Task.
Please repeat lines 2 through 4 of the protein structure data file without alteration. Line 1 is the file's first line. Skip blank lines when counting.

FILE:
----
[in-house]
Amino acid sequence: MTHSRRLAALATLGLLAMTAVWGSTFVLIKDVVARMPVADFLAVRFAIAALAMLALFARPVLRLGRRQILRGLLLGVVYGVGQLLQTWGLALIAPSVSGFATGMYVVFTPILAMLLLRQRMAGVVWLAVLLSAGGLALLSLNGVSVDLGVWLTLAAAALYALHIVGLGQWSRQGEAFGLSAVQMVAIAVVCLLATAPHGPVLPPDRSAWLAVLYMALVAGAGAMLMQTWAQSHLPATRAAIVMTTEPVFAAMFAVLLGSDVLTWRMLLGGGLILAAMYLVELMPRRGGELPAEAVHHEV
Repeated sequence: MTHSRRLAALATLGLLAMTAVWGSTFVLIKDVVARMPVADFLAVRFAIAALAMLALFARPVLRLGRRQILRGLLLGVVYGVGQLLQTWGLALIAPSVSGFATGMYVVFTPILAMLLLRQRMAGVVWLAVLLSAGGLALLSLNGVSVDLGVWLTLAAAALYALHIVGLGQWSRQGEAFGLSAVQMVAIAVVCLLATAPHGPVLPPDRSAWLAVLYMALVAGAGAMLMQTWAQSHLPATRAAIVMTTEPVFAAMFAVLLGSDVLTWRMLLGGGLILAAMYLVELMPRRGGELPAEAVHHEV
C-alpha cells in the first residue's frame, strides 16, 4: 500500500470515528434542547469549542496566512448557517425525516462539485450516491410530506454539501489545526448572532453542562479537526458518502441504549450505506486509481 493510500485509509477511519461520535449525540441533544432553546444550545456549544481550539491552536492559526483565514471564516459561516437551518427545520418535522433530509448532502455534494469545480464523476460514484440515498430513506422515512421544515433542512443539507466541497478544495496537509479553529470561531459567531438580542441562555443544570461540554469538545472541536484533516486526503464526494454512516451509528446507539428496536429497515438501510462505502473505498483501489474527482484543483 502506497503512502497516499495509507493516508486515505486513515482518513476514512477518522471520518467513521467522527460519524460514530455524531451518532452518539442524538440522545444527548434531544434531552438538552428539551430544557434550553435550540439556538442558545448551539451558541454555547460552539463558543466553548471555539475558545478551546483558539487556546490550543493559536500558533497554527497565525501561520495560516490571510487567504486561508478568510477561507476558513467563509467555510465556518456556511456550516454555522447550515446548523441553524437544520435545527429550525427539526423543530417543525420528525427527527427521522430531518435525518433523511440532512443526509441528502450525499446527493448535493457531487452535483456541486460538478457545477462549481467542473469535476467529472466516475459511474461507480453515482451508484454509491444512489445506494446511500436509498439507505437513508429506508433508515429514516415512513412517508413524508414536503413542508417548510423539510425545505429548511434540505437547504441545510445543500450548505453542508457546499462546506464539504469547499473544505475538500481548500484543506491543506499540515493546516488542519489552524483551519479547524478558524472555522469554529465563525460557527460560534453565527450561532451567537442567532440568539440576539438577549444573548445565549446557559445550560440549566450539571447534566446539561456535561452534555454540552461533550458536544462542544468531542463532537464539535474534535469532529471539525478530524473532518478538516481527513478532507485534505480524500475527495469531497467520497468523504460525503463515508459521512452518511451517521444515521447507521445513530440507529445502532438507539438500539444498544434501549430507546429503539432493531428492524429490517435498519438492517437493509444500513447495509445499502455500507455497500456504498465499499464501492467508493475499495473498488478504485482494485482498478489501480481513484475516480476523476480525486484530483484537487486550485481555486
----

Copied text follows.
Amino acid sequence: MTHSRRLAALATLGLLAMTAVWGSTFVLIKDVVARMPVADFLAVRFAIAALAMLALFARPVLRLGRRQILRGLLLGVVYGVGQLLQTWGLALIAPSVSGFATGMYVVFTPILAMLLLRQRMAGVVWLAVLLSAGGLALLSLNGVSVDLGVWLTLAAAALYALHIVGLGQWSRQGEAFGLSAVQMVAIAVVCLLATAPHGPVLPPDRSAWLAVLYMALVAGAGAMLMQTWAQSHLPATRAAIVMTTEPVFAAMFAVLLGSDVLTWRMLLGGGLILAAMYLVELMPRRGGELPAEAVHHEV
Repeated sequence: MTHSRRLAALATLGLLAMTAVWGSTFVLIKDVVARMPVADFLAVRFAIAALAMLALFARPVLRLGRRQILRGLLLGVVYGVGQLLQTWGLALIAPSVSGFATGMYVVFTPILAMLLLRQRMAGVVWLAVLLSAGGLALLSLNGVSVDLGVWLTLAAAALYALHIVGLGQWSRQGEAFGLSAVQMVAIAVVCLLATAPHGPVLPPDRSAWLAVLYMALVAGAGAMLMQTWAQSHLPATRAAIVMTTEPVFAAMFAVLLGSDVLTWRMLLGGGLILAAMYLVELMPRRGGELPAEAVHHEV
C-alpha cells in the first residue's frame, strides 16, 4: 500500500470515528434542547469549542496566512448557517425525516462539485450516491410530506454539501489545526448572532453542562479537526458518502441504549450505506486509481 493510500485509509477511519461520535449525540441533544432553546444550545456549544481550539491552536492559526483565514471564516459561516437551518427545520418535522433530509448532502455534494469545480464523476460514484440515498430513506422515512421544515433542512443539507466541497478544495496537509479553529470561531459567531438580542441562555443544570461540554469538545472541536484533516486526503464526494454512516451509528446507539428496536429497515438501510462505502473505498483501489474527482484543483 502506497503512502497516499495509507493516508486515505486513515482518513476514512477518522471520518467513521467522527460519524460514530455524531451518532452518539442524538440522545444527548434531544434531552438538552428539551430544557434550553435550540439556538442558545448551539451558541454555547460552539463558543466553548471555539475558545478551546483558539487556546490550543493559536500558533497554527497565525501561520495560516490571510487567504486561508478568510477561507476558513467563509467555510465556518456556511456550516454555522447550515446548523441553524437544520435545527429550525427539526423543530417543525420528525427527527427521522430531518435525518433523511440532512443526509441528502450525499446527493448535493457531487452535483456541486460538478457545477462549481467542473469535476467529472466516475459511474461507480453515482451508484454509491444512489445506494446511500436509498439507505437513508429506508433508515429514516415512513412517508413524508414536503413542508417548510423539510425545505429548511434540505437547504441545510445543500450548505453542508457546499462546506464539504469547499473544505475538500481548500484543506491543506499540515493546516488542519489552524483551519479547524478558524472555522469554529465563525460557527460560534453565527450561532451567537442567532440568539440576539438577549444573548445565549446557559445550560440549566450539571447534566446539561456535561452534555454540552461533550458536544462542544468531542463532537464539535474534535469532529471539525478530524473532518478538516481527513478532507485534505480524500475527495469531497467520497468523504460525503463515508459521512452518511451517521444515521447507521445513530440507529445502532438507539438500539444498544434501549430507546429503539432493531428492524429490517435498519438492517437493509444500513447495509445499502455500507455497500456504498465499499464501492467508493475499495473498488478504485482494485482498478489501480481513484475516480476523476480525486484530483484537487486550485481555486